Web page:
- Establish a regular leadership cadence. We created recurring meetings for integration leadership teams and management. These meetings helped us align our efforts with other ongoing integration projects and to pivot as needed.
- Empower integration leads. We placed increased authority in the hands of the team leads. This helped build trust across the organizations, resolve bottlenecks, provide advice, and ensure efficient and informed decision making.
Migrating to Microsoft Office 365
From the outset, the CSEO integration team opted to deploy Office 365 and provide support while the LinkedIn Global Technology Solutions team evaluated which features they wanted to use. Like most organizations that rely on a mostly on-premises infrastructure, LinkedIn needed its employees to understand the features, capabilities, and resilience of Microsoft Office 365. They also needed to be able to plan for coexistence, migration, and optimizing user experiences. They were doing more than moving to a new platform—they were also moving to the cloud. Both of these are major changes that they needed to walk into with their eyes fully open. Our role was to help LinkedIn IT navigate through all this change. Once both integration teams agreed that LinkedIn would be part of the Office 365 tenant, we followed standard deployment procedures to ensure its availability across LinkedIn.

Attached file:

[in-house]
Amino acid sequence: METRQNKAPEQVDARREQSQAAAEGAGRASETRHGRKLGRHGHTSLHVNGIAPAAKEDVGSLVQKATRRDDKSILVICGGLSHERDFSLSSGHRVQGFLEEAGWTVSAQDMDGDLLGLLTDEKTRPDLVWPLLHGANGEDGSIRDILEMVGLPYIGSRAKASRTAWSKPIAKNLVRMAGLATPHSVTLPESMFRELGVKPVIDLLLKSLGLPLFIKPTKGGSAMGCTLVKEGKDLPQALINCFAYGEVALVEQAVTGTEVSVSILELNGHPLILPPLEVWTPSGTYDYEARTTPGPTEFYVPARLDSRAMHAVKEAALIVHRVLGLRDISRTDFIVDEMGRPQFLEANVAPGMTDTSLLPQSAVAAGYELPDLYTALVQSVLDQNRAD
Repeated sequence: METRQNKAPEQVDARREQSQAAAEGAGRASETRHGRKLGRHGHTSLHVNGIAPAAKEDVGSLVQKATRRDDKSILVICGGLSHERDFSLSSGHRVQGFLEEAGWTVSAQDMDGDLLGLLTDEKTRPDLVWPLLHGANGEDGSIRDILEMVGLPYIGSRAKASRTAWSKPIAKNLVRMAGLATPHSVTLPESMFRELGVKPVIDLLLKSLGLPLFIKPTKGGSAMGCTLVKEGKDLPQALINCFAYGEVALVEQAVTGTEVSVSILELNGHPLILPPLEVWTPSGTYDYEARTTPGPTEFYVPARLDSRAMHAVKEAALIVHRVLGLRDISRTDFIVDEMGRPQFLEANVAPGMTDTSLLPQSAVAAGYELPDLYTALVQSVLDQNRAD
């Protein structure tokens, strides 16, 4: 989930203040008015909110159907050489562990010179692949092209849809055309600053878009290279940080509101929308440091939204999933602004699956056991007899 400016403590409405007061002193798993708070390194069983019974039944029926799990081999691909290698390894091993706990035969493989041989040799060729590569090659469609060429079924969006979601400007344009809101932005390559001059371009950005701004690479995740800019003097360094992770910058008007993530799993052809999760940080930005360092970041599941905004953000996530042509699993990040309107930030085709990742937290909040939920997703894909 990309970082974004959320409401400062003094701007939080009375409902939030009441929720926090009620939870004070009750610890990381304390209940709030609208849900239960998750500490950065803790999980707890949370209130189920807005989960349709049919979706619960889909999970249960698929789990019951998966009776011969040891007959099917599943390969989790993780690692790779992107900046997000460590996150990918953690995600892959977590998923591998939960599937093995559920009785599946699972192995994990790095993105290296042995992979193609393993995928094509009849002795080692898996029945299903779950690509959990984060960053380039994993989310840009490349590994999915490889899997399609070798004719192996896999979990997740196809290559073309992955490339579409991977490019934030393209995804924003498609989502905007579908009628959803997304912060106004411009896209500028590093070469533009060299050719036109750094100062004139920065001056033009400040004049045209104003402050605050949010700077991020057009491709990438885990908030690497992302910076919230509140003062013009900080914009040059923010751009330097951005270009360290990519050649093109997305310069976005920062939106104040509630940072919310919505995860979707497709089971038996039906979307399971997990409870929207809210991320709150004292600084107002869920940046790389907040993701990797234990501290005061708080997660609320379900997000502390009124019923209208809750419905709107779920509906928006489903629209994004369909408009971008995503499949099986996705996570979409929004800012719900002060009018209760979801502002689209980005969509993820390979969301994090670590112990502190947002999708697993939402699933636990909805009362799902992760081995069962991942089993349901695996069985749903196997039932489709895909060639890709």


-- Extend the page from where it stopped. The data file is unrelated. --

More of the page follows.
Outlook and Microsoft Teams
Goal: Migrate all LinkedIn employees to Microsoft Outlook and Outlook Calendar.
Our priority was to migrate all 14,000 employees from Gmail to Outlook, from Google Calendar to Outlook Calendar, and from Google Hangouts to Microsoft Teams.
We completed our cutover migration in stages, beginning with all email exchanged before December 2016. After we completed this first stage, we began the final cutover to migrate all email, contacts, tasks, and calendar appointments. We performed the final data migration during a weekend to minimize the impact on LinkedIn employees. The migration from Google Hangouts to Microsoft Teams—a collaboration and communication platform that combines workplace chat, meetings, calls, files, and tools—proved to be a success, with a high rate of LinkedIn employee adoption.